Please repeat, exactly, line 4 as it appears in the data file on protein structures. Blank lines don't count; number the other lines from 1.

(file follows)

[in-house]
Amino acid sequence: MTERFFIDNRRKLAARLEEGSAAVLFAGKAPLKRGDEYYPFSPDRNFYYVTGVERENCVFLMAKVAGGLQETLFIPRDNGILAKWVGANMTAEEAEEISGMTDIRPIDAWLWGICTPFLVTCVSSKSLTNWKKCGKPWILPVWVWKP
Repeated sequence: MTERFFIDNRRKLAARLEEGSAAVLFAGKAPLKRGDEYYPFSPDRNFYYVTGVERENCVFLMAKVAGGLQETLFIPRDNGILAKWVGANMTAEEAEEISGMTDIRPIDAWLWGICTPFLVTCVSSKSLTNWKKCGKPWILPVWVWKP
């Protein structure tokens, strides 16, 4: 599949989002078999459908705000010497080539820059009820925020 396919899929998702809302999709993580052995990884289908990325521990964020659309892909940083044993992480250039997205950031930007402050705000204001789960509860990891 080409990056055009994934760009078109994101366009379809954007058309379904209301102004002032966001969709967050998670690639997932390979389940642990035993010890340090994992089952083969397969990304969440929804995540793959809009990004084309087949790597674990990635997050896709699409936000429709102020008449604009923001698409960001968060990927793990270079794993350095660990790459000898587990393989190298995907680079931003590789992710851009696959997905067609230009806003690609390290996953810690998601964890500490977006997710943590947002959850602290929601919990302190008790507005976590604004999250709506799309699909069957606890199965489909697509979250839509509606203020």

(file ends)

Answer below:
């Protein structure tokens, strides 16, 4: 599949989002078999459908705000010497080539820059009820925020 396919899929998702809302999709993580052995990884289908990325521990964020659309892909940083044993992480250039997205950031930007402050705000204001789960509860990891 080409990056055009994934760009078109994101366009379809954007058309379904209301102004002032966001969709967050998670690639997932390979389940642990035993010890340090994992089952083969397969990304969440929804995540793959809009990004084309087949790597674990990635997050896709699409936000429709102020008449604009923001698409960001968060990927793990270079794993350095660990790459000898587990393989190298995907680079931003590789992710851009696959997905067609230009806003690609390290996953810690998601964890500490977006997710943590947002959850602290929601919990302190008790507005976590604004999250709506799309699909069957606890199965489909697509979250839509509606203020």